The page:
5 Ways to Make the Most of Cut Flowers

Keep it Simple and Enjoy Your Flowers More.

Fresh flowers are widely available, from the traditional florist to the outdoor market to the grocery store. Chances are, you’ll pick up a bouquet on impulse or even better, receive one as a gift. What’s the best way to make the most of them?

Keep in mind that the cut flower has been separated from the parent plant and it begins to decompose right away. You’ve probably read magazine articles describing the various types of flower stems and how to treat each one.

Some get cut while others get crushed or singed to a flame. Most of us don’t care to go to that much trouble, but we don’t want the flowers to fade and die too soon, either. Use the following five tips to keep things simple.

  1. Condition the Flowers in the Wrapper

Flowers from a vendor usually come wrapped in tissue or cellophane. This protects the blooms and keeps them from drooping. By the time you get them home, they’ve been out of the water for a while and will appreciate some conditioning.

The best way to rehydrate them and help them keep their upright shape is to put the bouquet, wrapper and all, into a deep bucket of warm water. Submerge them right up to the blooms and leave them for an hour or two. This will refresh them and extend their vase life. For flowers brought in from the garden, wrap in newspaper and do the same thing.

  1. Give Some Thought to Choosing a Vase

You might have several vases on hand to choose from. Think about whether the flowers are tall or heavy or if they lend themselves to being cut short. Maybe you can divide the bouquet into more than one arrangement. What else do you have around the house to put flowers in beside a traditional vase? Bottles, jugs and water pitchers make exciting vessels.

A broken bloom can still be displayed in a shallow dish or china cup and saucer. Egg cups and toothpick holders will hold small snippets that get trimmed from the bunch. A glass container can be slipped inside a decorative tin for a designer touch.

  1. Take a Few Minutes to Trim the Stems

Don’t just take the flowers from the wrapper and plunge them into a vase of water. Egads, nothing looks more stilted than that. Lay out the stems so you can separate them and give each one a new cut. Flower stems are like a drinking straw that draws the water up to the flower, but sometimes it gets an air bubble that keeps the water from traveling up the stem.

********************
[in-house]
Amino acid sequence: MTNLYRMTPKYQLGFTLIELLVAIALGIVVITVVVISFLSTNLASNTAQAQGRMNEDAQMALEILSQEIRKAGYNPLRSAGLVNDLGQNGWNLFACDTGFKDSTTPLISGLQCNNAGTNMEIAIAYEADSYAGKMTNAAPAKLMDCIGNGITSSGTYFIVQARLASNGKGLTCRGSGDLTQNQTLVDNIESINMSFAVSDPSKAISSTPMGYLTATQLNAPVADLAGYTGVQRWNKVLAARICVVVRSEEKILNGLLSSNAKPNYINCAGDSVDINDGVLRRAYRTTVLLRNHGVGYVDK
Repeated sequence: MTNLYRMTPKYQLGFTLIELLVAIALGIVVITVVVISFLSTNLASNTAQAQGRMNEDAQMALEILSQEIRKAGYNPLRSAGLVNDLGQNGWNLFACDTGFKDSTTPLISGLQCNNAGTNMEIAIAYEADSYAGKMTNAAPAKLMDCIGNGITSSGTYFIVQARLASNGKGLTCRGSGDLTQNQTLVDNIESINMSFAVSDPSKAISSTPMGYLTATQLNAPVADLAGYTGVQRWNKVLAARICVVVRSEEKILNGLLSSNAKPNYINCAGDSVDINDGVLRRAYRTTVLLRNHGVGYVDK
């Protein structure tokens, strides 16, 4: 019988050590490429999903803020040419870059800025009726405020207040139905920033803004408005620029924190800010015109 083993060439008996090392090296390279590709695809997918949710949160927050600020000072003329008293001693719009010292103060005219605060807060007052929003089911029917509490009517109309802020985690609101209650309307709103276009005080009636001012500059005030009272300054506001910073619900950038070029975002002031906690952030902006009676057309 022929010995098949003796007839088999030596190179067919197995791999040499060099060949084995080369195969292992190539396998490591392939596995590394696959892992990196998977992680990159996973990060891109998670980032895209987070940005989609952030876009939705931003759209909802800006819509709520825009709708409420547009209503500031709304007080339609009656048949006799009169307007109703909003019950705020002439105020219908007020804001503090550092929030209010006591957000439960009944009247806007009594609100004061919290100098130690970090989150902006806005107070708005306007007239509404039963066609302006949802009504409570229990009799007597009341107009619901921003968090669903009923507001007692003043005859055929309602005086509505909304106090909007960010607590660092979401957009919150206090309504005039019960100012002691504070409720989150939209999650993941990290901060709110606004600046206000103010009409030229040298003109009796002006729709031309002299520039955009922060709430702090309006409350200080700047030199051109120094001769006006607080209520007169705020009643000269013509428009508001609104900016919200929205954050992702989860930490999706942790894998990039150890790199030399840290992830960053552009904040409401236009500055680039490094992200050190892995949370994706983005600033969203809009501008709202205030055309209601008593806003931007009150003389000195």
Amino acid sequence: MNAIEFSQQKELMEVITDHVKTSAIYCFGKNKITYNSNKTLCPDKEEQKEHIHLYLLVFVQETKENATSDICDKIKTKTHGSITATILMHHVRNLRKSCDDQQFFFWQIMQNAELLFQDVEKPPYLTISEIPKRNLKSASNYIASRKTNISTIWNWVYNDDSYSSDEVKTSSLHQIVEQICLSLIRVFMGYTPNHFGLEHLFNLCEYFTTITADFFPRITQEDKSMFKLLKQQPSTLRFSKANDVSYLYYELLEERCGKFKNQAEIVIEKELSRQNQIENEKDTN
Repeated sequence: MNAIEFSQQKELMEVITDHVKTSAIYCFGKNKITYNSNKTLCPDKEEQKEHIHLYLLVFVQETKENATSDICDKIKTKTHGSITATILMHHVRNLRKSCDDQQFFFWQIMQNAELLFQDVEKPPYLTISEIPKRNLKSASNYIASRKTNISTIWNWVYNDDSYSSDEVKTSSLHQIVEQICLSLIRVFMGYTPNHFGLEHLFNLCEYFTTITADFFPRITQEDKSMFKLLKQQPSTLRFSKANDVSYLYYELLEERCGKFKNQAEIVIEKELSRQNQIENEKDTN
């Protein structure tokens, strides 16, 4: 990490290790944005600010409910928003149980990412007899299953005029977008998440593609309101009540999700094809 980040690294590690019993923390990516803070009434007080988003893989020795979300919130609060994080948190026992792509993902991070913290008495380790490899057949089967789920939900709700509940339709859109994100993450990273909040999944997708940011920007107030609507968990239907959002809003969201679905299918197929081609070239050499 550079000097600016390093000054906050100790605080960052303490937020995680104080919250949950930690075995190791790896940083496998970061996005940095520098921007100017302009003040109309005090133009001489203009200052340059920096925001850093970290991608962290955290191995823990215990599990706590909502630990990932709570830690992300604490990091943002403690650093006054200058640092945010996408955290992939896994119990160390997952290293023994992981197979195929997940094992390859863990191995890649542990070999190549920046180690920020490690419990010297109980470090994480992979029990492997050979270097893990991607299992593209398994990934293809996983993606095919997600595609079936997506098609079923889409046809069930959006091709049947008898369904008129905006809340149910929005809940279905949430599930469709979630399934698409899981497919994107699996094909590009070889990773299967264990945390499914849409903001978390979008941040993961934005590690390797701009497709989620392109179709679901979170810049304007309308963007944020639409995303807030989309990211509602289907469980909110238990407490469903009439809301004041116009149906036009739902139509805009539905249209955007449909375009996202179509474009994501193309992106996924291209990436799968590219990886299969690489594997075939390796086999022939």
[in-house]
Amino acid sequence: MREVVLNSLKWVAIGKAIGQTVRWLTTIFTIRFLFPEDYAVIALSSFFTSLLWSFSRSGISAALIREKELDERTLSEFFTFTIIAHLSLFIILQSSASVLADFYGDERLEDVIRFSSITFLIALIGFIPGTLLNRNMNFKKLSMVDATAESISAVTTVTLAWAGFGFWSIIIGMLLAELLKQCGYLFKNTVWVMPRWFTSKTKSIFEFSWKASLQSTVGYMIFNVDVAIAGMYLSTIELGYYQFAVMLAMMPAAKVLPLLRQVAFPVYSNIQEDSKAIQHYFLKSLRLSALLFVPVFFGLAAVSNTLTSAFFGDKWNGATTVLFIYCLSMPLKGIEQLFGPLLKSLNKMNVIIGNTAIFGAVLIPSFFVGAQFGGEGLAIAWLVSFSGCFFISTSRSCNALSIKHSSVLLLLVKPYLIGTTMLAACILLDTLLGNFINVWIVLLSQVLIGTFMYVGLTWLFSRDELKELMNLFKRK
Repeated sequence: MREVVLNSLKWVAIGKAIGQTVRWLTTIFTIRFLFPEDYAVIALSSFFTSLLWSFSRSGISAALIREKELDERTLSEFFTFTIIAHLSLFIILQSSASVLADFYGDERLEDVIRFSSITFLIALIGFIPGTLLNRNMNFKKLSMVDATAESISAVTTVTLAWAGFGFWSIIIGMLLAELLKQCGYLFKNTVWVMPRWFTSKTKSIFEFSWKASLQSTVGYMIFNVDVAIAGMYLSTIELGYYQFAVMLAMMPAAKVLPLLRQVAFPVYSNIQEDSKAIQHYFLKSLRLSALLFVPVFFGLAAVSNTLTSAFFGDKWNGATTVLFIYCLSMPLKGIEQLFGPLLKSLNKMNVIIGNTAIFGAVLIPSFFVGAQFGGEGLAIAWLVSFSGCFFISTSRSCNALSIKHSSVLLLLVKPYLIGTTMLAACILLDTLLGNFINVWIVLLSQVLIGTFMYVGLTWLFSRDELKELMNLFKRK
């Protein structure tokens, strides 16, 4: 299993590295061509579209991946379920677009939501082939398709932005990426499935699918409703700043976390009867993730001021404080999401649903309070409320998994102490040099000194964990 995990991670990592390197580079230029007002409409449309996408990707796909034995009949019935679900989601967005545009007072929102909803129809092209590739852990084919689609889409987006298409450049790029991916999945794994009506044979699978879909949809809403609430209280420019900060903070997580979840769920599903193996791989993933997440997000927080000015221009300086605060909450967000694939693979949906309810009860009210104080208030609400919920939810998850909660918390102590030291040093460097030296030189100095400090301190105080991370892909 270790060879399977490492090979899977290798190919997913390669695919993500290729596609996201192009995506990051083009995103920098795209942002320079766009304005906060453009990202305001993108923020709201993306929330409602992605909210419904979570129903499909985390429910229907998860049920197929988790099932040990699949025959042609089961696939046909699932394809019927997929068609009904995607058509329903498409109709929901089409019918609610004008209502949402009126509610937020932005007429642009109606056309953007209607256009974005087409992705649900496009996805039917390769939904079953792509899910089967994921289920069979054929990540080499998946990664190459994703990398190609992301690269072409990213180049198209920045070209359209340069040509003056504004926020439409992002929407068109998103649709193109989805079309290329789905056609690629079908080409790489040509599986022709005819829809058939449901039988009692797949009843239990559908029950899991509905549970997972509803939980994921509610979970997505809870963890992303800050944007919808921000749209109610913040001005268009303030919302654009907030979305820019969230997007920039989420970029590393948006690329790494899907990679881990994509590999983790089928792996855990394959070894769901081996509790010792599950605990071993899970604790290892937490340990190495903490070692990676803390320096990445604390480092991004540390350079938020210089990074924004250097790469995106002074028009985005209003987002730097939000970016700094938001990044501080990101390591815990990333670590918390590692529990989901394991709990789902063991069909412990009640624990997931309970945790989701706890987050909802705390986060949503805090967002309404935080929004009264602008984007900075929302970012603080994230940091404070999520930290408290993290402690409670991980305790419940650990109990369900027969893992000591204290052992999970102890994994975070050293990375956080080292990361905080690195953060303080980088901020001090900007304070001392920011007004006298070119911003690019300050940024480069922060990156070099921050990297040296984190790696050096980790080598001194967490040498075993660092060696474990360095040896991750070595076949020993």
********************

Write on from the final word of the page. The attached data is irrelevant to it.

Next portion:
To prevent this, draw some water in the sink, remove any leaves that would go down into the container and hold the stem under the water while you make a new slant cut with garden shears. Now you’ll get a water bubble, not an air bubble on the end of the stem while you put it in the vase. Cut each stem in the same manner and arrange your bouquet.

  1. Change the Water Every Couple Days

If your flowers came with a packet of commercial floral preservative and you used it, fine. However, changing the water and re-cutting the stems will do the most to preserve the flowers. Some like to add aspirin or 7-Up or bleach to the water, all of which are attempts to curtail bacteria. Fresh, clean water is still the simplest way to go.

If the arrangement is too complicated to remove from the vase, set it in the sink and flush the vase out with fresh water from the faucet or sprayer. While you’re at it, trim off any dead leaves and spent blooms.

  1. Display the Flowers Where You Will See and Enjoy Them

Flowers are for you to enjoy. They brighten your day. Don’t put them in a spot where you won’t even see them. What good is a floral centerpiece on the dining room table if you don’t usually go in there?

Keep the flowers in the rooms where you live so that they catch your eye many times a day. Take a few blossoms out of the more massive bouquet and put a single bloom or small arrangement by your bed or on your desk.

Keep things simple with these five tips and let flowers work their charm on you.